WHO demands countries report certain disease outbreaks

Decisions at the World Health Assembly now require countries to report certain disease outbreaks and public health events to the World Health Organization (WHO) for global public health security.

The Regulations, which entered into force on 15 June 2007, define the rights and


WHO taking action for global public health security

obligations of countries to report public health events, and establish a number of procedures that WHO must follow in its work to uphold global public health security.


The Ebola outbreak in West Africa, Zika virus, and the Avian Flu virus, among others, caused global public health security.

The decisions at the World Health Assembly on 26 May 2017 also focused on implementation of the International Health Regulations, and improving the prevention, diagnosis and treatment of sepsis.

The delegates emphasized the urgent need to achieve full implementation of the International Health Regulations (2005), the international legal instrument designed to help the global community prevent and respond to acute public health risks that have the potential to cross borders and threaten people worldwide.


Sepsis occurs when a person has an infection and the body’s reaction injures tissues and organs. Sepsis can be triggered by infections caused by bacteria, viruses, fungi, and parasites. Bacterial infections are the most common triggers. Early recognition of sepsis is crucial to treating patients before their condition worsens and becomes fatal. Antimicrobial resistance makes it much more difficult to treat infections and stop them evolving into sepsis. Antimicrobial resistance occurs when bacteria and other microbes change to resist the effects of antibiotics and other antimicrobial medicine. Most infections can be avoided by improving hygiene, access to vaccinations and other infection prevention measures.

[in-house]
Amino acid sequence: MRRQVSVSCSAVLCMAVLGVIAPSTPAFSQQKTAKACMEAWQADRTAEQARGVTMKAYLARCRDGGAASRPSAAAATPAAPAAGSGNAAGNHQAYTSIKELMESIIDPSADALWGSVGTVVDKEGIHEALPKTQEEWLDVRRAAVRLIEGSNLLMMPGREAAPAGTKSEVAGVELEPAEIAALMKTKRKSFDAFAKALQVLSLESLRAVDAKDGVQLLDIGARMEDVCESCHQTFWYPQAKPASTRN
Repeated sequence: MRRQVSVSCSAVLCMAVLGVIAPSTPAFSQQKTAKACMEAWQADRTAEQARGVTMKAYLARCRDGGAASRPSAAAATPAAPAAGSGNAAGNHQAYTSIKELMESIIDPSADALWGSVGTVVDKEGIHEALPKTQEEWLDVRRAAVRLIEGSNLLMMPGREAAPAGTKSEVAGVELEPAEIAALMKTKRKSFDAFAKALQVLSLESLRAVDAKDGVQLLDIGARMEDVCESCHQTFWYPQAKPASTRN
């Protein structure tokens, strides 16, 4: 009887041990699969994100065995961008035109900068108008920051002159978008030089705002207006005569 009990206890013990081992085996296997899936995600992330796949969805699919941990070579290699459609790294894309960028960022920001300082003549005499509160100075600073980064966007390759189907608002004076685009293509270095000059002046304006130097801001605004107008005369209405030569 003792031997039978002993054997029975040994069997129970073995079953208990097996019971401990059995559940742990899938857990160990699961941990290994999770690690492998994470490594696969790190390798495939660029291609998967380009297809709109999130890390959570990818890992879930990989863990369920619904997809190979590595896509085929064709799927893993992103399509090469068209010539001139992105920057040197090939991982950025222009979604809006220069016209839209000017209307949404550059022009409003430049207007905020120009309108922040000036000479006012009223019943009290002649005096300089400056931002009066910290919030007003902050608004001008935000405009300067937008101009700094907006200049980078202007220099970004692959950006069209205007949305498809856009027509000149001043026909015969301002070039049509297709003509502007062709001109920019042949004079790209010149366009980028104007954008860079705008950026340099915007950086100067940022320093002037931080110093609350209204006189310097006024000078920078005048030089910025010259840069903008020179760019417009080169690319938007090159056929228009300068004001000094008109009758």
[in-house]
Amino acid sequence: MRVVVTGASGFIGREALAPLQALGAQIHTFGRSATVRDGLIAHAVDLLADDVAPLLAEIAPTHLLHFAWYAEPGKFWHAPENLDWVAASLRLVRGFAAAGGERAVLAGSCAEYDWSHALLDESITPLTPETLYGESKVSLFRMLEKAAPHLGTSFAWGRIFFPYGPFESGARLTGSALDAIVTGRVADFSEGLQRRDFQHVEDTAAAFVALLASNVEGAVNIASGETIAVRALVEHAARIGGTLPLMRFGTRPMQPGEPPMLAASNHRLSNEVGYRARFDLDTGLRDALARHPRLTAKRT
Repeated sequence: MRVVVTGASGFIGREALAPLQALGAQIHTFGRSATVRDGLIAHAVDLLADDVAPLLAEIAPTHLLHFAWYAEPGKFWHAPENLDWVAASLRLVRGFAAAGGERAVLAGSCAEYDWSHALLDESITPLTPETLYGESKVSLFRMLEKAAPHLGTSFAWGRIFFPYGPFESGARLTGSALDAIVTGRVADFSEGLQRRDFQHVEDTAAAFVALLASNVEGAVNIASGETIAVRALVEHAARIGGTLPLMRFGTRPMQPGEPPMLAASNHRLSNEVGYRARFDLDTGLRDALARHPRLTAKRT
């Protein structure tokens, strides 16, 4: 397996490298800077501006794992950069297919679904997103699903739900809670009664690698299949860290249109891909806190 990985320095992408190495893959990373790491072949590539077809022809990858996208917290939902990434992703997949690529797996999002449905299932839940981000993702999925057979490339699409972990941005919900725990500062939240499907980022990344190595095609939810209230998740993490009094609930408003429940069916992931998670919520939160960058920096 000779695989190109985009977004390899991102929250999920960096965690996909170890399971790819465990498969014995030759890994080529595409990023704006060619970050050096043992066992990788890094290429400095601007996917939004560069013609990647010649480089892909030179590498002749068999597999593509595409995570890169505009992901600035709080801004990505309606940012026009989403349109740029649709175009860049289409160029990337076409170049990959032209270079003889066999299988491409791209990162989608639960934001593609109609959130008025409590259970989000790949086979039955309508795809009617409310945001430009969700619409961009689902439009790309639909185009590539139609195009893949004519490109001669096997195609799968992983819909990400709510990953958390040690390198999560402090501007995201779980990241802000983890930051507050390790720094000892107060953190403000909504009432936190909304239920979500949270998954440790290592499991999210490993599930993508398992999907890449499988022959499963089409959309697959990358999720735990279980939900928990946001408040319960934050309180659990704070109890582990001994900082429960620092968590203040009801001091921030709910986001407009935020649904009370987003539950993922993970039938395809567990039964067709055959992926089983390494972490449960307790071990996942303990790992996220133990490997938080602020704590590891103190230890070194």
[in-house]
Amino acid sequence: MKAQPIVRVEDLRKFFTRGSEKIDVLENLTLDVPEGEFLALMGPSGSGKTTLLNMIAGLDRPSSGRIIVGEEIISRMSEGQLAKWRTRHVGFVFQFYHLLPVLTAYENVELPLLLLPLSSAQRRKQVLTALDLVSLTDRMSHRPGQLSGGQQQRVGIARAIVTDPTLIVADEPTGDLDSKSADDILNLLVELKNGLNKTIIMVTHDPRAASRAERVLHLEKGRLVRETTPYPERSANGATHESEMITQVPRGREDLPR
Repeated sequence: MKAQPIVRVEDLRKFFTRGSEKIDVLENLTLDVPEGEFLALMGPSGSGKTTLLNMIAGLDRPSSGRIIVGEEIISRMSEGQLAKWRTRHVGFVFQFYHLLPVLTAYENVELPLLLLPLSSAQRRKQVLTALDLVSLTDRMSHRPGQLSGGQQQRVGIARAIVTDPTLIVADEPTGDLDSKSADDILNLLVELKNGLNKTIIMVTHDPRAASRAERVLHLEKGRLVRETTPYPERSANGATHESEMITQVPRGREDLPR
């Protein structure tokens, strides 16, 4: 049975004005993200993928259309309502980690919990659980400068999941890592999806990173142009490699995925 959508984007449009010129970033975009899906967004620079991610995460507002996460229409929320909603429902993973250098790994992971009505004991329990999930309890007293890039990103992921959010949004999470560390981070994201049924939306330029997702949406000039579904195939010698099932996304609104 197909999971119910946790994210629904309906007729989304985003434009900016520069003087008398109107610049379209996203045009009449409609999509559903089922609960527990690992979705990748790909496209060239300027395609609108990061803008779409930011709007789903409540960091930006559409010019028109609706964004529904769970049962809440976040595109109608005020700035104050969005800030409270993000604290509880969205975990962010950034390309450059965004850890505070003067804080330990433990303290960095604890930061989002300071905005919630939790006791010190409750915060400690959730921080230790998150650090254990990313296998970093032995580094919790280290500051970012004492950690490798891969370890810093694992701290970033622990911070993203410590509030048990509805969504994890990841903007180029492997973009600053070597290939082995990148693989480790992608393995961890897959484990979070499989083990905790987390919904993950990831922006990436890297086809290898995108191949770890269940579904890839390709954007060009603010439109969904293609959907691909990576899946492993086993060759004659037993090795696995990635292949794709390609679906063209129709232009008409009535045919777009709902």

Children are the most vulnerable to disease outbreaks in Africa 

The resolution urges governments to strengthen policies and processes related to sepsis, especially to prevent infections and the further spread of antimicrobial resistance. It emphasizes the importance of reinforcing health worker training to recognize and deal effectively with the condition, improve tracking and reporting of cases, and promote research to develop more tools for sepsis diagnosis and treatment.

Further, the resolution requests that WHO develop a report on sepsis and guidance for its prevention and management. In addition, the resolution directs the Organization to help countries develop the necessary infrastructure, laboratory capacity, strategies and tools to reduce the burden of sepsis. It also asks WHO to work with partners to help developing countries gain access to quality, safe, efficacious and affordable sepsis treatments and tools for infection prevention and control, including immunization.




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